The Respiratory System :

Unity and Diversity

Created and Edited By Ryan Shea, Josh Agranat, and Nick Simmons-Stern

The respiratory system is responsible for gas exchange in animals - that is, the respiratory system transfers oxygen and carbon dioxide from the air to the circulatory system, and vice versa, across the respiratory surface. Different organisms utilize different methods of respiration. Some animals, like sponges, don’t have particular organs for gas exchange and therefore take gases from the water that surrounds them. On the other hand, vertebrates use lungs internally located while fish and arthropods have gills.

The Human Respiratory System

The respiratory system in humans, like most mammals, is centered around a set of lungs used for gas exchange. In humans, the lungs are connected to the oral and nasal cavities via the trachea to allow for transfer of oxygen to and carbon dioxide from the bronchial tree (figure 1.2) of the lungs. The bronchial tree consists of bronchi and thousands of smaller alveoli that branch off and are surrounded by capillary beds wherein gas is exchanged accross the capillary membrane into the lungs - the process by which oxygen enters the blood stream and carbon dioxide leaves. The structure of the lung meets this function of gas exchange in that there are thousands of alvioli in a single lung, thus allowing for a maximized suface are across which molecules can diffuse. That there are thousands of alvioli and millions of capillaries across which the essential process of gas exchange can occur allows humans to extract the most oxygen from each "breath" of air.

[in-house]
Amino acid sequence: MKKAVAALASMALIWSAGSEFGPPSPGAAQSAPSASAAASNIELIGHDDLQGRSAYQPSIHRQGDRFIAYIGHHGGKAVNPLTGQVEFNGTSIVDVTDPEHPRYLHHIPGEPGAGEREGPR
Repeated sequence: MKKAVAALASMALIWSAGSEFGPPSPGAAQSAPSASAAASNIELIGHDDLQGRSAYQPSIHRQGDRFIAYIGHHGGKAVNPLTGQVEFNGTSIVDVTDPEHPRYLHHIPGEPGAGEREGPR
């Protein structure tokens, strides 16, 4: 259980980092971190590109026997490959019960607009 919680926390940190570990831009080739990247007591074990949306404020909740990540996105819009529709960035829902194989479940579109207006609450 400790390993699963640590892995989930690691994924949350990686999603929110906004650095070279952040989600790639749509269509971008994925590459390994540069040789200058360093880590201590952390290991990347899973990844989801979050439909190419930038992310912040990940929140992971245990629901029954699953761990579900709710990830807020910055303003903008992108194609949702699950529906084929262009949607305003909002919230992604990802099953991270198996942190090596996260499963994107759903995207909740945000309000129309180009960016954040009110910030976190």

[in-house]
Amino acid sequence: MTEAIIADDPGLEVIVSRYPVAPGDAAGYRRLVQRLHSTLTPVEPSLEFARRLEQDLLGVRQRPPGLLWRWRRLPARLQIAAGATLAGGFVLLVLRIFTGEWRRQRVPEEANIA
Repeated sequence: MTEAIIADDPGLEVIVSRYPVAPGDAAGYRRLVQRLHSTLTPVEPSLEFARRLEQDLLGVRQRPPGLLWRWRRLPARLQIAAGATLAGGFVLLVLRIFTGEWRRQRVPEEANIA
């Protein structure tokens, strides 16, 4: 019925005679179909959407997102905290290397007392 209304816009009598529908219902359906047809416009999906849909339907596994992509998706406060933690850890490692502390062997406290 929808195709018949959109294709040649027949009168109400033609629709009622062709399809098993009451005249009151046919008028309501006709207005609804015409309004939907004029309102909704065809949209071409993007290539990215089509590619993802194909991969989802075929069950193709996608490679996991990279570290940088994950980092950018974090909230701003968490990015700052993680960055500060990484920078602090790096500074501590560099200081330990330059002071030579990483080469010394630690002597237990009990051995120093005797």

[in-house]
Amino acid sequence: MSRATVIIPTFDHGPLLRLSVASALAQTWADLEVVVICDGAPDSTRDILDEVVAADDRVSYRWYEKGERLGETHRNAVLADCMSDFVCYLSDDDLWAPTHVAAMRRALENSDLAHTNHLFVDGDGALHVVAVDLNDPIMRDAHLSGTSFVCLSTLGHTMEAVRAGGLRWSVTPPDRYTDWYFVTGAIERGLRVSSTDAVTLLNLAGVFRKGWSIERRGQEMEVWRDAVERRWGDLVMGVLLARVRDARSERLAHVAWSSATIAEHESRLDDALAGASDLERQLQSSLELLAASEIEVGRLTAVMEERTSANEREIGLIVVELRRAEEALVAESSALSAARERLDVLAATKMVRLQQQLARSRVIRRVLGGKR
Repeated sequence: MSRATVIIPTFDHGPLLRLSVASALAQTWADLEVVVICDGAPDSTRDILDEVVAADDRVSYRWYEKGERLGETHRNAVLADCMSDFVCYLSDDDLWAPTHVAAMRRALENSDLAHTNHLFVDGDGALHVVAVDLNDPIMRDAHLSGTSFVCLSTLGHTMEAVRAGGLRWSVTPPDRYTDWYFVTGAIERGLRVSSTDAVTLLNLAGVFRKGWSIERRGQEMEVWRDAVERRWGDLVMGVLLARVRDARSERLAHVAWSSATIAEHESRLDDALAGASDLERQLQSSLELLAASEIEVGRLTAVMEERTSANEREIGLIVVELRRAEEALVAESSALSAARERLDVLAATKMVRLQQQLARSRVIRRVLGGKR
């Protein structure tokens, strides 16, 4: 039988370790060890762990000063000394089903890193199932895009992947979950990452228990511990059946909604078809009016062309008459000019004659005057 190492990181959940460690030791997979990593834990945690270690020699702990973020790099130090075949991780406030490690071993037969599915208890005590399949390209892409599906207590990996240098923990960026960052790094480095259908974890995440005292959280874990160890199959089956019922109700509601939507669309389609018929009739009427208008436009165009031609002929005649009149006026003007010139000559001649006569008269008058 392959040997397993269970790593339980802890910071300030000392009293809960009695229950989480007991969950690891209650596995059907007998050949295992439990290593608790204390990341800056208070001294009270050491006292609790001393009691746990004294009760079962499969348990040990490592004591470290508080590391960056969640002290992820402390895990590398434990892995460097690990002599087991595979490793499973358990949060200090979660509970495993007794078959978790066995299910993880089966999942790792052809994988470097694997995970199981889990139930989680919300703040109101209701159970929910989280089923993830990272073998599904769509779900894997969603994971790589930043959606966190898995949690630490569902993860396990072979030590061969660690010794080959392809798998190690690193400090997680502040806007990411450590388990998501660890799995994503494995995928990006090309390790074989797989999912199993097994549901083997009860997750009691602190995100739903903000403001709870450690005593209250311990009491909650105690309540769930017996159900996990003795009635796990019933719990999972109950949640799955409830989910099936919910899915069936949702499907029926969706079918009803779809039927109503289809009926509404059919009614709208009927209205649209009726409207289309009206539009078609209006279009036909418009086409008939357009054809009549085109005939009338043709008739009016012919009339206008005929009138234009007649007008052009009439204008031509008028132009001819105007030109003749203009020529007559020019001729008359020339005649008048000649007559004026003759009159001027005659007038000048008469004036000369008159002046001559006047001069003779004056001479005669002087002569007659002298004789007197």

When one or both lungs become damaged, their respiratory capacity is greatly diminished. Diseases such as lung cancer, pneumonia, and bronchitis are all common ailments of the lung that can be potentially deadly to humans. In pneumonia, which can be caused by viruses, bacteria, infection, fungi, or even parasites, fluid builds up in and around the lungs (a pleural effusion), which, combined with a general swelling of the lung diminshes its alveolar capacity for gas exchange. That is, in cases of pneumonia, a human cannot extract as much oxygen from the air. In extreme cases, the restriction of lung capacity